A bipartisan group of senators has been urging officials to reconsider the decision to allow investments in Chinese companies.
The agency responsible for administering the federal government’s 401(k)-style retirement savings program on Monday discussed whether to reconsider a 2017 decision that would base investments in its international (I) fund on a broader market index, following an outcry from some lawmakers that the new index would include Chinese equities.
In 2017, the Federal Retirement Thrift Investment Board voted to shift the index upon which the Thrift Savings Plan’s I Fund is based, from the MSCI Europe, Australasia and Far East Index to the MSCI All Country World Ex-US Investable Market Index, beginning sometime next year. The move marks a shift from a predominantly Euro-centric index, along with Japan, Hong Kong, Australia and New Zealand, to investments in 48 markets around the world, most notably including Canada and China.
In August, Sens. Marco Rubio, R-Fla., and Jeanne Shaheen, D-N.H., sent a letter to FRTIB Chairman Michael Kennedy, urging him to reverse that decision, citing the Chinese government’s history of human rights abuses and other national security concerns. Rubio, Shaheen, and Sens. Mitt Romney, R-Utah; Kirsten Gillibrand, D-N.Y.; Josh Hawley, R-Mo.; and Rick Scott, R-Fla., sent a second letter to the TSP board last week urging a reversal at Monday’s board meeting.
“As noted in previous correspondence, this decision would effectively invest the retirement savings of America’s civil servants and military personnel in constituent companies of the [new index] that assist in the Chinese government’s military activities, espionage and human rights abuses, as well as many other Chinese companies that lack basic financial transparency,” they wrote. “[Additionally], the basic financial hazards of investment in firms listed on Chinese exchanges are well documented. A recent accounting scandal involving one of China’s biggest accounting firms . . . highlights the extent of the irregularities in the financial markets to which federal employees may soon be exposed.”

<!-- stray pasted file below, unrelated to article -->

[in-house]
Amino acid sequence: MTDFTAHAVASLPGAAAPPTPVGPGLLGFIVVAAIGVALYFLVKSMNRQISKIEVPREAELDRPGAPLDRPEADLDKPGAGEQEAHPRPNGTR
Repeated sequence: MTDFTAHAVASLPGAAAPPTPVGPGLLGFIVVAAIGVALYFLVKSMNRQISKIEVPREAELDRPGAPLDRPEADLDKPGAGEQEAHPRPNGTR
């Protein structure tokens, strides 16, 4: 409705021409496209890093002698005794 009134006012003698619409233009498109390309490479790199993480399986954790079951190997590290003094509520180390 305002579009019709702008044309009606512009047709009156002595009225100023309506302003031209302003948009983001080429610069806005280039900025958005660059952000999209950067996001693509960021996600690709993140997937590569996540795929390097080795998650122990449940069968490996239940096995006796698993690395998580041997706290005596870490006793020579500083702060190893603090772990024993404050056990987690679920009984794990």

During the meeting Monday, the TSP board did not make any decisions regarding whether to reverse plans for the switch in the index. But consultants from Aon Hewitt, who first recommended the new index, revisited their analysis, and stood by their recommendation. Russell Ivinjack said the law governing the Thrift Savings Plan requires the agency to offer an I Fund that is as broadly representative of non-U.S. investments as is financially responsible.
“[The law] states that the I Fund should be a reasonably complete representation of the international equity markets excluding the U.S. market, and the current benchmark represents about 58% of non-U.S. equity,” Ivinjack said. “The [new index] covers 99% of non-U.S. equity market capitalization, and that better meets the standard set out in the law. We previously had not recommended the shift, and the reason was with an abundance of caution of liquidity. But for [the 2017 review], we became more comfortable because the markets have continued to develop, and the capabilities of index managers to manage liquidity issues have improved.”
Aon Hewitt Partner Bill Ryan said that in fact, even taking into account issues regarding Chinese financial transparency, the returns for the new index outperform the existing index, both in strong global markets and weak ones.
“On every increment [of investment], there’s monetary benefit for participants, even in up and down markets,” he said.
FRTIB Member Bill Jasien asked whether it would be possible to track an emerging markets index that excludes China, but Ryan and Ivinjack both dismissed that idea as dangerous, as it could lead to participants “chasing trailing returns.”
“An emerging markets-only fund unfortunately sees a lot of inflows and outflows mirrored by the performance of markets,” Ryan said. “It didn’t serve participants well because it was essentially trailing returns.”
The board will continue to discuss the matter at its November meeting.
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